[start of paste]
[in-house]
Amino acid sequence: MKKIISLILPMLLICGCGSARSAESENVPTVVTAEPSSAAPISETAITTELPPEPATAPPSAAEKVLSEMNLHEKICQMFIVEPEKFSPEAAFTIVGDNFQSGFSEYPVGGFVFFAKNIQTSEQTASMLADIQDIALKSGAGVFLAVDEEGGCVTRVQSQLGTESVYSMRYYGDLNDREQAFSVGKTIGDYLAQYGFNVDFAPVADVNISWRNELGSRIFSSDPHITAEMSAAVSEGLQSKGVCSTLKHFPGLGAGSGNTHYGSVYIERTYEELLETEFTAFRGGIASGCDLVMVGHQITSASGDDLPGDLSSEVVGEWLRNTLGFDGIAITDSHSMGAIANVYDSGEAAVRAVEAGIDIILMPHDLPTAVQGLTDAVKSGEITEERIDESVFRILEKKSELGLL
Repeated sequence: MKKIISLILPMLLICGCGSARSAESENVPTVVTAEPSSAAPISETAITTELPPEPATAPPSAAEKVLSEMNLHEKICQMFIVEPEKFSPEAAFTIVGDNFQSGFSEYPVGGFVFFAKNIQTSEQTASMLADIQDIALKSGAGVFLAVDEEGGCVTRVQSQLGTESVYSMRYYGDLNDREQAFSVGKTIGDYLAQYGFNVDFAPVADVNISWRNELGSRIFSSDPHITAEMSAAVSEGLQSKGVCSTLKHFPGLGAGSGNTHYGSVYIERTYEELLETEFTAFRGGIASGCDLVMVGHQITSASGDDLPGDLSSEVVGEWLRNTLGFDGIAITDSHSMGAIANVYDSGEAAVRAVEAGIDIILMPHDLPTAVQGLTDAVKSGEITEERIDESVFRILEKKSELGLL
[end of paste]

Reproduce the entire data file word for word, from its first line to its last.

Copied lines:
[in-house]
Amino acid sequence: MKKIISLILPMLLICGCGSARSAESENVPTVVTAEPSSAAPISETAITTELPPEPATAPPSAAEKVLSEMNLHEKICQMFIVEPEKFSPEAAFTIVGDNFQSGFSEYPVGGFVFFAKNIQTSEQTASMLADIQDIALKSGAGVFLAVDEEGGCVTRVQSQLGTESVYSMRYYGDLNDREQAFSVGKTIGDYLAQYGFNVDFAPVADVNISWRNELGSRIFSSDPHITAEMSAAVSEGLQSKGVCSTLKHFPGLGAGSGNTHYGSVYIERTYEELLETEFTAFRGGIASGCDLVMVGHQITSASGDDLPGDLSSEVVGEWLRNTLGFDGIAITDSHSMGAIANVYDSGEAAVRAVEAGIDIILMPHDLPTAVQGLTDAVKSGEITEERIDESVFRILEKKSELGLL
Repeated sequence: MKKIISLILPMLLICGCGSARSAESENVPTVVTAEPSSAAPISETAITTELPPEPATAPPSAAEKVLSEMNLHEKICQMFIVEPEKFSPEAAFTIVGDNFQSGFSEYPVGGFVFFAKNIQTSEQTASMLADIQDIALKSGAGVFLAVDEEGGCVTRVQSQLGTESVYSMRYYGDLNDREQAFSVGKTIGDYLAQYGFNVDFAPVADVNISWRNELGSRIFSSDPHITAEMSAAVSEGLQSKGVCSTLKHFPGLGAGSGNTHYGSVYIERTYEELLETEFTAFRGGIASGCDLVMVGHQITSASGDDLPGDLSSEVVGEWLRNTLGFDGIAITDSHSMGAIANVYDSGEAAVRAVEAGIDIILMPHDLPTAVQGLTDAVKSGEITEERIDESVFRILEKKSELGLL